This story has been all over the net, not just at Slashdot. I find the timing curious, since I just blogged about ICANN starting a draft memo on DNS re-direction for top level domains. As I noted on that story, while an ICANN policy would prevent root servers from playing fast and loose with name resolution requests, there wouldn’t be anything to stop an ISP from doing so. Many currently do.
Google’s new resolver means that anyone fed up with their ISP re-directing typos to ad-laden pages has a new alternative. There were already alternatives, including running your own server or using a pre-existing public resolver, like OpenDNS. I’ve been using OpenDNS pretty much since I switched to Verizon as the only fiber provider in town and am pretty happy. Verizon’s DNS re-directs are particularly annoying. By default, OpenDNS also re-directs but you can give up a bit of personal info to register an account with which you can customize its behavior to suit your needs and tastes.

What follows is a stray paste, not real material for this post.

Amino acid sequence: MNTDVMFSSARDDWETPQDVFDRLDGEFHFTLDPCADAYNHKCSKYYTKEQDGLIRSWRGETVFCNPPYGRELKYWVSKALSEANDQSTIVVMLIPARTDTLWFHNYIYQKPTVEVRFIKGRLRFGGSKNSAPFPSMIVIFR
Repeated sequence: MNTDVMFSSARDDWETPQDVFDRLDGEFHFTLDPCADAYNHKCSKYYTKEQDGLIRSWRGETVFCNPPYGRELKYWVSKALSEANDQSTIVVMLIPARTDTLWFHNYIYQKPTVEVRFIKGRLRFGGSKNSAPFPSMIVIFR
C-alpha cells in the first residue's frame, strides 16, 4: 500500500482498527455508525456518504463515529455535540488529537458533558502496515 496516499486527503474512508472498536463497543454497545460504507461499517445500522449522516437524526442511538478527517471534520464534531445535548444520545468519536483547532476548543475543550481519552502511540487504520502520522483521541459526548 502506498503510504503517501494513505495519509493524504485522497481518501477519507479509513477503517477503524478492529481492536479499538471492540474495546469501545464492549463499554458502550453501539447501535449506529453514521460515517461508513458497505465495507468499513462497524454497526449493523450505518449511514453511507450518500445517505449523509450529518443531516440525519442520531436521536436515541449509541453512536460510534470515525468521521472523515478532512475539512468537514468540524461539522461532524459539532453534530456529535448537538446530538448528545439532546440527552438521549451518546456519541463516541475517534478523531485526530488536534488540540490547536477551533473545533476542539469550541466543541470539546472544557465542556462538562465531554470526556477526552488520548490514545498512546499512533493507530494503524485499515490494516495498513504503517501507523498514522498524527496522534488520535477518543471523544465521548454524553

Not surprisingly, the creator of OpenDNS has some thoughts on Google’s entry into the space. This is worth a read before blithely using Google’s server. In short, the two are certainly not interchangeable and you’ll want to at least read through David Ulevitch’s points before deciding which to use. I think his fourth and fifth points are especially compelling, respectively that Google is drawing attention to the opportunity to use public resolvers and that not all users should be so eager to turn Google into the one dominant resolver.
I will add that if you do register an account with OpenDNS, they have a nice client tool which is useful if you have a dynamic IP address, making you one of the vast majority of broadband subscribers. The tool will update your OpenDNS account on a regular basis with whatever your currently assigned and subject to change dynamic address is so that if you need to, you can more easily access your home network from anywhere.